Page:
I recall reading that Hansen argued that if we simply eliminated coal-fired power generating plants we could avoid what he calls "Dangerous Anthropogenic Interference". It would seem that nuclear energy would be the fastest, most reliable, and scalable solution, assuming Hansen's assessment is accurate.
     
  7. madler

    madler Member

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    <div class='quotetop'>QUOTE(TimBikes @ Nov 16 2007, 02:20 AM) [snapback]540443[/snapback]</div>
    It certainly would be the one we could get started on the quickest to make the most difference in the short term.

    The scalability however has issues.

    If we use classical reactor technology, we could not replace all of our fossil fuel electricity generation with nuclear without running into significant fuel supply problems. This is even worse if you want to use electricity generation to also replace fossil fuel use in transportation, e.g. through storage in batteries or methanol.

    To really scale nuclear, you need to go to breeder reactors, which makes vastly better use of the natural Uranium (or Thorium if you'd like to go that route, with even greater supply). The down side is that the reprocessing of the fuel required for breeder reactors is exactly the sort of thing you do to make nuclear weapon fuel. So if you want to spread this solution globally, you end up with a nasty nuclear weapon proliferation problem.

    Maybe if everyone had all the energy they needed, it would reduce the probability of wars in the first place. However there are other resources worth fighting over, such as land and water.

    The eventual solution to replacing fossil fuels as our energy source has to include nuclear, but I don't think it can be only nuclear. It will need to be mostly direct solar energy collection.
     
  8. daniel

    daniel Cat Lovers Against the Bomb

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    The argument becomes a lot stronger when people understand the science behind anthropogenic global warming. The Teaching Company has an excellent six-hour lecture course titled Earth's Changing Climate, but unfortunately I bought my copy just before the end of the sale, and the price has now gone up considerably. The audio download was $20 and is now $90. But there may be a possibility that they'd honor the sale price for someone who phoned them and said you just heard about it. I've written (as a long-time customer of many of their courses) suggesting they restore the sale price for the audio download version, due to the importance to our society of the topic and the need for Americans to understand the science behind it.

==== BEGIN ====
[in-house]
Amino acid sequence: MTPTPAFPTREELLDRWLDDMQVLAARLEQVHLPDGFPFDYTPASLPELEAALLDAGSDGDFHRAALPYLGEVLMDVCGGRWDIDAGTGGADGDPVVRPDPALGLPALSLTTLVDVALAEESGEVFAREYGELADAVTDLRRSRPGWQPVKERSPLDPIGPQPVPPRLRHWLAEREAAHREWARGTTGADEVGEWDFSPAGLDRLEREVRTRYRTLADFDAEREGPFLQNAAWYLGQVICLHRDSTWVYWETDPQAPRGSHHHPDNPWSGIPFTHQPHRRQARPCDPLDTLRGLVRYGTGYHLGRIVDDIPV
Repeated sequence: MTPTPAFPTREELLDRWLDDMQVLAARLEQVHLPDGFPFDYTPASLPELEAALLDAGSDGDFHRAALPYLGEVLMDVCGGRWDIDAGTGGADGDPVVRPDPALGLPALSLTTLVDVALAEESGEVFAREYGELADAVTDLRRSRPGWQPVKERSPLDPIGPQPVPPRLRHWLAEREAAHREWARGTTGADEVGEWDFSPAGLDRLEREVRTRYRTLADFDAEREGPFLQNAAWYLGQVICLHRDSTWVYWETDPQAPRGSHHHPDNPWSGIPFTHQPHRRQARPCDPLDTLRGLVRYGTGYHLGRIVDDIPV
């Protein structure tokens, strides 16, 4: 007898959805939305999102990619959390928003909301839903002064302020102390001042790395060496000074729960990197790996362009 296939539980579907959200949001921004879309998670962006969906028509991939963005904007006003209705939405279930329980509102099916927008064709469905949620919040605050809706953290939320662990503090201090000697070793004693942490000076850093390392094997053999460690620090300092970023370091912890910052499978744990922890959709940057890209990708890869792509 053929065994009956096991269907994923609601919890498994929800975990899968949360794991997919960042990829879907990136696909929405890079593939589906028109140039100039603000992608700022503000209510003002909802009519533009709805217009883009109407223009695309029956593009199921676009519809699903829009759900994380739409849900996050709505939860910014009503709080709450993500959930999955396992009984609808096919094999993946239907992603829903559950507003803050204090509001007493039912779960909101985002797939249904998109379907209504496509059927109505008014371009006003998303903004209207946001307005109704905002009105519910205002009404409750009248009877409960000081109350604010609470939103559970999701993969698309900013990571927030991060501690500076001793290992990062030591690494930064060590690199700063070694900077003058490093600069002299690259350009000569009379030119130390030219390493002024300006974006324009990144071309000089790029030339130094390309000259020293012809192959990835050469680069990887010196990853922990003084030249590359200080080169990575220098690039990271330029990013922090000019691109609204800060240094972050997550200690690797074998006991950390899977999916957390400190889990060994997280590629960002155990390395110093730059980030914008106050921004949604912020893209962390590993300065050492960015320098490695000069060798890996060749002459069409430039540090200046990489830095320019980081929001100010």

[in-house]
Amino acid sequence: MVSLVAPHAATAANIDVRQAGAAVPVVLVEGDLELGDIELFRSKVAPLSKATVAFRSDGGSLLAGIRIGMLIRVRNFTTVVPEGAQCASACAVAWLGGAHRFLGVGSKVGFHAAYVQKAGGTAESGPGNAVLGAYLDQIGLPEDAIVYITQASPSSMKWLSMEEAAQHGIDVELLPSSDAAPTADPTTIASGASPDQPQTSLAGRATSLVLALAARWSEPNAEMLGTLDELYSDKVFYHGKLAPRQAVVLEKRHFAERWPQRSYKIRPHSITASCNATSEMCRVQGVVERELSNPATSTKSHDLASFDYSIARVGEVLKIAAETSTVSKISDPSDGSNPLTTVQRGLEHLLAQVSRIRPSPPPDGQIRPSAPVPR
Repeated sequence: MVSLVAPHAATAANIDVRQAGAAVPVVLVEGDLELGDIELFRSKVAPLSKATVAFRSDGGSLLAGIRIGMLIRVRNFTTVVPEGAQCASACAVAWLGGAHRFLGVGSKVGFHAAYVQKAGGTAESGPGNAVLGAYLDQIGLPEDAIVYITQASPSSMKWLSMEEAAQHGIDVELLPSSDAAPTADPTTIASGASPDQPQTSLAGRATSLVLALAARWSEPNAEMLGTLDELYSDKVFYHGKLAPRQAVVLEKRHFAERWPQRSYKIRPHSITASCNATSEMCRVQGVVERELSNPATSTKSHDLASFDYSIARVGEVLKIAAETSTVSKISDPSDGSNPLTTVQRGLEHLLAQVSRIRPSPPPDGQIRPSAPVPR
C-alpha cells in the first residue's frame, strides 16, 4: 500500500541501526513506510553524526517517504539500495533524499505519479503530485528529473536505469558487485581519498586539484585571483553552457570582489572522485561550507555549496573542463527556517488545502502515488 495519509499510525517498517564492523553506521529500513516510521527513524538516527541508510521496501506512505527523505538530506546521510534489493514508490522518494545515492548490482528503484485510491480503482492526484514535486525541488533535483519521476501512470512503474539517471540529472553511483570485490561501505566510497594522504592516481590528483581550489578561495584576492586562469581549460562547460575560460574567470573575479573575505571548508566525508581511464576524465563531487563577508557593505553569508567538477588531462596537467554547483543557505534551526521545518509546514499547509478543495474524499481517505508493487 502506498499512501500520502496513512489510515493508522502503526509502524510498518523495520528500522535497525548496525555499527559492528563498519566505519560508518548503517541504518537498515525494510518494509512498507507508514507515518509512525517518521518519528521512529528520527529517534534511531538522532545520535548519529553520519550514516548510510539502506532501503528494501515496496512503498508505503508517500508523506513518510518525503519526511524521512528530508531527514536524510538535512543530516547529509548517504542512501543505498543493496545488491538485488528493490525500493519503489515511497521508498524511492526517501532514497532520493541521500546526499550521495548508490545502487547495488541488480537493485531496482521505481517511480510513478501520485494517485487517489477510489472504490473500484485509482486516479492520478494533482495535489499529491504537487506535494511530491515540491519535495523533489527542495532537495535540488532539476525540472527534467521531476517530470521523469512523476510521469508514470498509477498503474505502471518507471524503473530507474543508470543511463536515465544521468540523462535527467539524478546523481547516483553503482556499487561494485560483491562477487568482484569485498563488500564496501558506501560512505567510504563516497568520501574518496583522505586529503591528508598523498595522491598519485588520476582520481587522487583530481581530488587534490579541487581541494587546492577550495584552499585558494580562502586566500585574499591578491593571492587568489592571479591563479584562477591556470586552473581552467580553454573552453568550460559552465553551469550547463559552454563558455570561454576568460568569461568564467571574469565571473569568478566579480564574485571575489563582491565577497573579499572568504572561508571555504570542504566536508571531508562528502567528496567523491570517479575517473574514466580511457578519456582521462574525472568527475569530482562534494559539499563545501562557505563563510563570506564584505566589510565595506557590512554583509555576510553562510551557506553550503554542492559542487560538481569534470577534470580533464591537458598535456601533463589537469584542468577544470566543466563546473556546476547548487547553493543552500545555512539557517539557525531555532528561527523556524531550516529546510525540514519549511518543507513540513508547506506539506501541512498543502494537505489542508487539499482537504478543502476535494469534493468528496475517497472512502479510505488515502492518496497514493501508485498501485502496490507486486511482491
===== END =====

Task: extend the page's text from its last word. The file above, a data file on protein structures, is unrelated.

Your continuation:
9. TimBikes

    TimBikes New Member

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    <div class='quotetop'>QUOTE(madler @ Nov 16 2007, 06:26 AM) [snapback]540507[/snapback]</div>
    Solar's good too - particularly in areas where adequate sunlight makes it feasible - but I'm not sure it is able to meet enough of our power needs (although I'm speaking out of ignorance here, so please forgive). It's kind of strange to me that Germany of all countries has really embraced solar.
     
  10. tripp

    tripp Which it's a 'ybrid, ain't it?

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    <div class='quotetop'>QUOTE(TimBikes @ Nov 16 2007, 11:28 AM) [snapback]540656[/snapback]</div>
    Tim, the Sun bathes the Earth in more energy in an hour than the entire global community uses in a year. Of course, the energy is diffuse and conversion efficiencies aren't great. However, the limitation is not due to input. Fortunately, solar thermal plants can store heat for some amount of time and continue to produce electricity after the sun has gone down. The SW US could easily provide enough power to run this country, but there are a host of limitation that make it not so easy. That's why we need to utilize a variety of sources (wind, tide, classic hydro, geothermal, wave, solar, biomass, landfill gas, etc etc) so solve this problem. Nuclear is going to have a place. It's our best large scale base load option at the moment (followed by NG). Hell, using IGCC coal plants and getting rid of the dinosaur pulverized coal plants would actually be a huge step forward (twice as efficient with way less pollutions... without sequestering anything).

    We need to ram efficiency down peoples throat. That alone could eliminate several coal plants. Make solar water heating a building code requirement (it would save us a lot of NG for one thing). Require all incandescent traffic lights be replaced with LEDs... now.